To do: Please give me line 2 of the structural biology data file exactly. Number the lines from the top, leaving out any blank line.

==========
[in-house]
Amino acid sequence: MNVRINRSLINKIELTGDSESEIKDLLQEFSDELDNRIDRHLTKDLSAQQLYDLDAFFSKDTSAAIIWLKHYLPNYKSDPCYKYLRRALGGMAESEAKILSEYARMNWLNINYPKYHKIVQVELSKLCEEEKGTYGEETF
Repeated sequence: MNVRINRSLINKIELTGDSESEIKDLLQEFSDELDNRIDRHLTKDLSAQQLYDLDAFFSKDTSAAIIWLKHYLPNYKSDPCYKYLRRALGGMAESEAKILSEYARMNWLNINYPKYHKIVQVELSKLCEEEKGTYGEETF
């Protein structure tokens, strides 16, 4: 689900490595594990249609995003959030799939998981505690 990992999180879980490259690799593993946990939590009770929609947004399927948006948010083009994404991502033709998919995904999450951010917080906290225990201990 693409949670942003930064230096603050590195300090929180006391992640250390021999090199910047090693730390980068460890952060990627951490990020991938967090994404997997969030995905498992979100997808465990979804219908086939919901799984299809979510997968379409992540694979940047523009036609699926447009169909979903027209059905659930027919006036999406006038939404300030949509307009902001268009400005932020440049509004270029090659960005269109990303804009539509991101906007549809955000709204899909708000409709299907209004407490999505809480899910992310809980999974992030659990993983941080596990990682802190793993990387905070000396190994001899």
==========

Amino acid sequence: MNVRINRSLINKIELTGDSESEIKDLLQEFSDELDNRIDRHLTKDLSAQQLYDLDAFFSKDTSAAIIWLKHYLPNYKSDPCYKYLRRALGGMAESEAKILSEYARMNWLNINYPKYHKIVQVELSKLCEEEKGTYGEETF